I am not against the right for businesses to refuse to do work which strongly conflicts with their ethics. My objection to being refused service at the print shop was that even Christians should not classify atheism as morally similar to the Ku Klux Klan. Our differences are not so extreme that we should be seen as outside of the normal courtesies of the marketplace. It’s similar to how I view the issue with the Boy Scouts: as a private organization they have the legal right to exclude whomever they want, for what ever reason they want, and I support that right. And yet excluding atheists because they can’t be “good citizens” is wrong. I do not support that exclusion, and consider it bigotry. (Their public/private organization muddle is a different issue)

    I don’t regularly work for churches, by the way. I’m a watercolor artist and was commissioned by the local Catholic church to do a painting of their old church, from a turn-of-last century photograph. And yes, I would have been more hesitant to do a series of Sunday school paintings of Jesus, but think I would have taken the work and approached it as an artist. I realize there are nuances and fine lines on both sides of my complaint.

  20. #20 bullfighter
    September 26, 2007

    I think Sastra’s comments in this thread are very good and could serve as an example of how to approach issues like this.

    There is a big difference between refusing service because of who the customer is and because of the nature of the project. It is not quite clear to me what happened in Sastra’s case, but I somehow tentatively concluded that the first print shop objected only to the project, while the second might have objected to doing business with an atheist. Regardless of the facts of this case, it should be clear that anti-discrimination laws apply only to the exclusion of persons, not projects.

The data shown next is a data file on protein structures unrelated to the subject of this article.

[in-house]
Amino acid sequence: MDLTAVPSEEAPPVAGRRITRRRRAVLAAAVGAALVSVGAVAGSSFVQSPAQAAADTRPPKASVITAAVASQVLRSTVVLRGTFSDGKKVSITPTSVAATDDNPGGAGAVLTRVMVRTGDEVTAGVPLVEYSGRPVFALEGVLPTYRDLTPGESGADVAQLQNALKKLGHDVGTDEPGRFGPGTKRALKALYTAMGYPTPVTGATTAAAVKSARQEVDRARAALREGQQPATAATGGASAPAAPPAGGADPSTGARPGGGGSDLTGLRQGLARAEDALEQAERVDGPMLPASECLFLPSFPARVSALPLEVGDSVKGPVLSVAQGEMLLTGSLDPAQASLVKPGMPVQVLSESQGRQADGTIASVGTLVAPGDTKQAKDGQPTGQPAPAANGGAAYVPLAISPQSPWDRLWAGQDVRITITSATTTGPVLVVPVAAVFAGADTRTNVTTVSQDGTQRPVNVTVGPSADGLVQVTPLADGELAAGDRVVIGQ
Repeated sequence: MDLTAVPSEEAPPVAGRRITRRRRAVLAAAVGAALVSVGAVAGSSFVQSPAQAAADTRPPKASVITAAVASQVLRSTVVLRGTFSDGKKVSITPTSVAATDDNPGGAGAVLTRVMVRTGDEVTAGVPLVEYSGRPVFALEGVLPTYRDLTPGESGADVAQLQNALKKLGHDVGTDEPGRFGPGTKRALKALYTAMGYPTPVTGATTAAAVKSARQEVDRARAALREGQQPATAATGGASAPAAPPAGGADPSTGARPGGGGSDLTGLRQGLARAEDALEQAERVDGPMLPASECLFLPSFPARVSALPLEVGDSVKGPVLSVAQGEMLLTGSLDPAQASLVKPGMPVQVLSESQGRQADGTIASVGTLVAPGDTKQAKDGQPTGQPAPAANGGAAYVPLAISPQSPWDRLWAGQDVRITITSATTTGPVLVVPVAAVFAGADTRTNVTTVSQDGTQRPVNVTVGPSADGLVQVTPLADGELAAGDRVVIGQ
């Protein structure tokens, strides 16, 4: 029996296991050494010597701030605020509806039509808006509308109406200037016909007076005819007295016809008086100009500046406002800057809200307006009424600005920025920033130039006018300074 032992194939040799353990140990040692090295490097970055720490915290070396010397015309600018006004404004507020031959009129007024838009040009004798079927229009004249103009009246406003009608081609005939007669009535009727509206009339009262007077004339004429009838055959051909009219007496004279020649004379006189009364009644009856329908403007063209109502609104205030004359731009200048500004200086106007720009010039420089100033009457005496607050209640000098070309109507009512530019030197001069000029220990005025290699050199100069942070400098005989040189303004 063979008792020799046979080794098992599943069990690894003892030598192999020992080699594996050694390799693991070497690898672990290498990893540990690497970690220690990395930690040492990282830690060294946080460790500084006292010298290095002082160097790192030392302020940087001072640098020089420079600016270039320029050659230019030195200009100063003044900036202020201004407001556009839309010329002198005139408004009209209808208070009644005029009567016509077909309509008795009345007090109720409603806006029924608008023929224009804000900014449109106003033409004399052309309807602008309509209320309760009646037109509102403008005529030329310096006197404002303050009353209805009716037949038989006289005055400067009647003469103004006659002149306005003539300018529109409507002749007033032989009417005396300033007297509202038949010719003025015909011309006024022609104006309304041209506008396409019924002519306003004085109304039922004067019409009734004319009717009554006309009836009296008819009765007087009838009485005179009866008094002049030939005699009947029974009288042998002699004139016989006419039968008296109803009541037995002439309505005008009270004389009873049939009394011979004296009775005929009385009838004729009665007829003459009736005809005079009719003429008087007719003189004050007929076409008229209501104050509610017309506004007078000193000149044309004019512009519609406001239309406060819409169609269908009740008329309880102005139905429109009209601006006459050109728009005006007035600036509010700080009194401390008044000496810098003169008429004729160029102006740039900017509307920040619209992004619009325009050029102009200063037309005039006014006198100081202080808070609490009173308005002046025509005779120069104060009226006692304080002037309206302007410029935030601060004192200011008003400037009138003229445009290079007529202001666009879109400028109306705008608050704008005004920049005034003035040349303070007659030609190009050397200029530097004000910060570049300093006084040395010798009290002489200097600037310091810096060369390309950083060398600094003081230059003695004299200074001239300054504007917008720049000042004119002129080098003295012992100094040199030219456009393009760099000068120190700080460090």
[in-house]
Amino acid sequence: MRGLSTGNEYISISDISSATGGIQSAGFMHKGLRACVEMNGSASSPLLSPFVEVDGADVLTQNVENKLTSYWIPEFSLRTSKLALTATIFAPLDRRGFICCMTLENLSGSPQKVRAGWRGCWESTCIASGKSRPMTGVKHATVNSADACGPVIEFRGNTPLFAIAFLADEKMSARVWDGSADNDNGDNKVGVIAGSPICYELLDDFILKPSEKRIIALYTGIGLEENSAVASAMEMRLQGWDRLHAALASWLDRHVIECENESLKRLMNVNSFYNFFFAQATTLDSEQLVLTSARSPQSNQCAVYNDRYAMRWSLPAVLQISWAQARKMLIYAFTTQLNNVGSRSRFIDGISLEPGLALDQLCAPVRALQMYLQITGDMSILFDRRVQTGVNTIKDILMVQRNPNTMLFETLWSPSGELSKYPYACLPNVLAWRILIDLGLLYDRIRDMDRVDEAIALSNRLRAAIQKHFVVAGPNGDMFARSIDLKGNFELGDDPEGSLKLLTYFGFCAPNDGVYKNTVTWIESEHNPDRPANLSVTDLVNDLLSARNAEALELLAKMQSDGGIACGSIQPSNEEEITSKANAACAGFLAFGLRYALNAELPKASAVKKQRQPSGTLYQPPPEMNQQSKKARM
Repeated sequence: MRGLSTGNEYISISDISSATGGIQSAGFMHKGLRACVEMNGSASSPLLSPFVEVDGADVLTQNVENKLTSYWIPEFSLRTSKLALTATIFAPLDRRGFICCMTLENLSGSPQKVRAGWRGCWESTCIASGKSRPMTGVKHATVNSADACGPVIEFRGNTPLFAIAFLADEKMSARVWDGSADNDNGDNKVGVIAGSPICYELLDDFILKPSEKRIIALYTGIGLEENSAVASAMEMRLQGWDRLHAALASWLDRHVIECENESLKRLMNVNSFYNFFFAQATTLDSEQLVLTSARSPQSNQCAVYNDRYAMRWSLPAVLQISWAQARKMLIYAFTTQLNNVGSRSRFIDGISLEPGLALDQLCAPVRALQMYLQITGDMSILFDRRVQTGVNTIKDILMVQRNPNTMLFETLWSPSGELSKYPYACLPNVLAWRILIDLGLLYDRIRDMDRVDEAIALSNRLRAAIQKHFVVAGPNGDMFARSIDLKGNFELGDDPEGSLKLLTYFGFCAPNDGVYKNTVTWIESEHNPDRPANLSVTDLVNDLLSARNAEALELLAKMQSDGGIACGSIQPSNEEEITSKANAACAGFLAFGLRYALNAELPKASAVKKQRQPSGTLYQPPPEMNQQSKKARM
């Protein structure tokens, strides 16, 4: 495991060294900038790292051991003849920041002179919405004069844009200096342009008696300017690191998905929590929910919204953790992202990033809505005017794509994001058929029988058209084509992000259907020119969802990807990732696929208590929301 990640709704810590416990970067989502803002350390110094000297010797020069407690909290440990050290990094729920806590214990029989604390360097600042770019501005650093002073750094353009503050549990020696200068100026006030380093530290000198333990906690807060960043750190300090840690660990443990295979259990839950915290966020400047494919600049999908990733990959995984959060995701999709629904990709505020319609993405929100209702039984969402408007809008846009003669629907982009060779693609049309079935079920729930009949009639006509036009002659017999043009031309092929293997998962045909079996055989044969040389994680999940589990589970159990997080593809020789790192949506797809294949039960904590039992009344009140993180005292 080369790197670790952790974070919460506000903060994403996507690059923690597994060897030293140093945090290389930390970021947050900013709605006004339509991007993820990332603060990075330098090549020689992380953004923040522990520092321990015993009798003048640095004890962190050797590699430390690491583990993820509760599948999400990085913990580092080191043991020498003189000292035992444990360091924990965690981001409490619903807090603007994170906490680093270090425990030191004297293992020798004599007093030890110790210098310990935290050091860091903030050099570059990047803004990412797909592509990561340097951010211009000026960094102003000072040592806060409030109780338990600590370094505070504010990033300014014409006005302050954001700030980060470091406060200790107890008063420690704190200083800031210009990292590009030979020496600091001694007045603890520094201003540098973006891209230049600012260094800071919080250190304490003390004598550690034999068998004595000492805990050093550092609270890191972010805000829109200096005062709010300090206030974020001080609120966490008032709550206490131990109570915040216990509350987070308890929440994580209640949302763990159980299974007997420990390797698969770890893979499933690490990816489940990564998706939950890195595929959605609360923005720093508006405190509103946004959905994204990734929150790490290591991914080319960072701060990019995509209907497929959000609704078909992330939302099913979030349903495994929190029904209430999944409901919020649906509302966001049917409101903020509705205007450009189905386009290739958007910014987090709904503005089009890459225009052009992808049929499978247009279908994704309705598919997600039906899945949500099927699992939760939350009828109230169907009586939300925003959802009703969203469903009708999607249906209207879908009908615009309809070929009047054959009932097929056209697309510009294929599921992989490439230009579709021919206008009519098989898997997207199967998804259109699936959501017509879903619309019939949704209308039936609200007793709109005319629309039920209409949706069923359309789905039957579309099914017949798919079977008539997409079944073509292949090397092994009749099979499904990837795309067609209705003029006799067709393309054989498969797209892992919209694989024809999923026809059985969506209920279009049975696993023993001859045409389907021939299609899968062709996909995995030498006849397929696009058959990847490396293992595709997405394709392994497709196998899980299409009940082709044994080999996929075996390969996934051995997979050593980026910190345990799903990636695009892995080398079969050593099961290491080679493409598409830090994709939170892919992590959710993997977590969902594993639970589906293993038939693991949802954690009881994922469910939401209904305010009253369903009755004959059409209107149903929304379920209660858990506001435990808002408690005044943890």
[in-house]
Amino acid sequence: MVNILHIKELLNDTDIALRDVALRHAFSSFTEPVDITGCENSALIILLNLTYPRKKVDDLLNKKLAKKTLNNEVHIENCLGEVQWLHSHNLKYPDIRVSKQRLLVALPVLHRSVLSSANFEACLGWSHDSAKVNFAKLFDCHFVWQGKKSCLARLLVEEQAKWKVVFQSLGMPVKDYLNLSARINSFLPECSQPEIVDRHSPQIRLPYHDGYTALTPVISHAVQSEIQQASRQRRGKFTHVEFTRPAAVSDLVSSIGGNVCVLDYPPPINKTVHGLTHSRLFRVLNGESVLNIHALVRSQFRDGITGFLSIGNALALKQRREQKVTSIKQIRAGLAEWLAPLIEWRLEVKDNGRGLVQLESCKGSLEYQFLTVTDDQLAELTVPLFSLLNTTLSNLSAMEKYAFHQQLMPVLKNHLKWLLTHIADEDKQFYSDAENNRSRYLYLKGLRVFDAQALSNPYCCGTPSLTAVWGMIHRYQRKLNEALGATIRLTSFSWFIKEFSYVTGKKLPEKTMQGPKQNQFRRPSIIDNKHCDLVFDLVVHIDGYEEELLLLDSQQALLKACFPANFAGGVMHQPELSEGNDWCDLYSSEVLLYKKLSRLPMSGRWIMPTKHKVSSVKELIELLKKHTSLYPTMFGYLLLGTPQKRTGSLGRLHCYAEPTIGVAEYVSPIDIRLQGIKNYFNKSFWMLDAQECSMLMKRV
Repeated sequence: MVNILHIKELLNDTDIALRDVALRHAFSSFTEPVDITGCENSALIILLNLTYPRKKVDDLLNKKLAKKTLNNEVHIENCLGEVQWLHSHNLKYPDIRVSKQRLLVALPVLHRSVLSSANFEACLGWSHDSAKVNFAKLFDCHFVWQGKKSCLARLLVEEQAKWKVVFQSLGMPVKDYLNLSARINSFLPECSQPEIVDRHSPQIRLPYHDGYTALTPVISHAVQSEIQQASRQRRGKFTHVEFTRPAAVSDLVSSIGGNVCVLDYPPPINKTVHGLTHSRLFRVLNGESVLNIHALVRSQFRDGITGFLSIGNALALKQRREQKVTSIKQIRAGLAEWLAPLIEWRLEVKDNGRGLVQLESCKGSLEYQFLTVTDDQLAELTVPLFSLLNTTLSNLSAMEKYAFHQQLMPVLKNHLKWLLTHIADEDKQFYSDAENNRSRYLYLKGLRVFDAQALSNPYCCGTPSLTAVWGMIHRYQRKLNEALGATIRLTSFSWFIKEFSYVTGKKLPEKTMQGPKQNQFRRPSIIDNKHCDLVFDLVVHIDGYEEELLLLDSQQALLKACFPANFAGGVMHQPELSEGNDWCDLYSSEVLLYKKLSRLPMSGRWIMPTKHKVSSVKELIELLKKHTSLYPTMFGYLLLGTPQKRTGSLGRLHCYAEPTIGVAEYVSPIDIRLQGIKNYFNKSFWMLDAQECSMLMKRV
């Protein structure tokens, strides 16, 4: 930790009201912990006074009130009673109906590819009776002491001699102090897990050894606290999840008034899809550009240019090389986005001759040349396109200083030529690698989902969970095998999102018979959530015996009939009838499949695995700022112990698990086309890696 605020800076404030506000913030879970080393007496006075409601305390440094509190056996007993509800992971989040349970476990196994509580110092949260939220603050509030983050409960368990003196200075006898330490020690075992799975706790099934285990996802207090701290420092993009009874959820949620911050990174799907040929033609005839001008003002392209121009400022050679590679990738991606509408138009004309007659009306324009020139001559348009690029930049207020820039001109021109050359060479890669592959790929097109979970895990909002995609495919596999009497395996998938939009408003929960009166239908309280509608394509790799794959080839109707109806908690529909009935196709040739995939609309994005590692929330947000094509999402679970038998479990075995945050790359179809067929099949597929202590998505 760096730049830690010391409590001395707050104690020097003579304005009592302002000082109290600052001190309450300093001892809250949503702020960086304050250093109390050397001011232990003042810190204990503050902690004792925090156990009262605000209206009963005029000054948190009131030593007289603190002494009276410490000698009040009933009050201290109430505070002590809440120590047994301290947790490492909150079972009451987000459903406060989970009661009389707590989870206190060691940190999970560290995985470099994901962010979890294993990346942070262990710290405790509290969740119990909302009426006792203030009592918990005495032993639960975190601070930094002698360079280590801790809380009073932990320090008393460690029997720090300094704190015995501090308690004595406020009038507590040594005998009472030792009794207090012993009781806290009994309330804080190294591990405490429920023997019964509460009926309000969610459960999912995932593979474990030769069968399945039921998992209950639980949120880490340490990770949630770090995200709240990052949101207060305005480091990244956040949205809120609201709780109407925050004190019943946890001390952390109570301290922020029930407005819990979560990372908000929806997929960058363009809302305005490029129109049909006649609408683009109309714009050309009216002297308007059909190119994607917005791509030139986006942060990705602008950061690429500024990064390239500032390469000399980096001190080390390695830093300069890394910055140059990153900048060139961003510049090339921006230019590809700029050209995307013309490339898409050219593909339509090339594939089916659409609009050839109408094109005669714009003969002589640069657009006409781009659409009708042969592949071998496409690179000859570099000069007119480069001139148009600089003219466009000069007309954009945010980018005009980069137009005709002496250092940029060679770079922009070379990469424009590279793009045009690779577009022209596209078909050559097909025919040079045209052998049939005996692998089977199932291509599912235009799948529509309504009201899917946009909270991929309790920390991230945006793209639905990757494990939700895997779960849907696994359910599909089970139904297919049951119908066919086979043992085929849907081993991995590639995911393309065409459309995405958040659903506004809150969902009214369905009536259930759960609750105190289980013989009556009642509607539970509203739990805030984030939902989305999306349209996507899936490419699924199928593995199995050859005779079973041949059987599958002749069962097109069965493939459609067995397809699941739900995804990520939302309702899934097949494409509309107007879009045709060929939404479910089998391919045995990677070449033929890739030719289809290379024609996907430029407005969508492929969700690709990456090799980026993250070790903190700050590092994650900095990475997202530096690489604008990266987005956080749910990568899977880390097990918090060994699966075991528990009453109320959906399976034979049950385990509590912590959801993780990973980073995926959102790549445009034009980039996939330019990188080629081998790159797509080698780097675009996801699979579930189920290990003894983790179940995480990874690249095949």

I also agree that, while the shop has the right to refuse any job, the excuses they offered were lame at best, and bigoted at worst. Although one shouldn’t infer too much from the parallel with KKK, it certainly comes across as offensive. But I would say that the grouping of KKK, socialists, and atheists primarily reveals the shop owner’s profound ignorance (which really shouldn’t be surprising).

    The only way to reduce the prevalence of this kind of problems is to try to get the atheist voice heard as much as possible and to insist on fair treatment of atheism in the media. That means, among other things, that religious statements in the public forum should always be open to criticism.

  21. #21 Fernando Magyar
    September 26, 2007

    #147 Brownian, I mean really, the carbon rod would be black before being burned don’t ya think. Actually you do have a point and my stake doesn’t…

  22. #22 David Marjanovi?
    September 26, 2007

    From what I read, Bruno was anything but an atheist.

    AFAIK he was burned for asking whether Jesus had also died for the people that live on other stars, and apparently he meant that seriously. He’s perhaps a martyr for science, but not one for atheism.

  23. #23 David Marjanovi?
    September 26, 2007

    From what I read, Bruno was anything but an atheist.

    AFAIK he was burned for asking whether Jesus had also died for the people that live on other stars, and apparently he meant that seriously. He’s perhaps a martyr for science, but not one for atheism.

  24. #24 Fernando Magyar
    September 26, 2007

    David Marjanovi?, you are right Bruno was a heretical theologian and a freethinker and not really an atheist in the sense that we use the word today. However it might be fair to say that he was an atheist in the sense that it was used in the 16th century.
    “The term atheisme (sic.) itself was coined in France in the 16th century, and was initially used as an accusation against critics of religion, scientists, materialistic philosophers, deists, and others who seemed to represent a threat to established beliefs.”

  25. #25 Sastra
    September 26, 2007

    Considered carefully, but dismissed as implying nihilism. That hispanamerican symbol is really cool, though.

    The AAI isn’t taking any more suggestions at this time, because it never ends. Never. The committee can’t even stop it, and it’s at the printer (“Office Max: We Do Atheists”).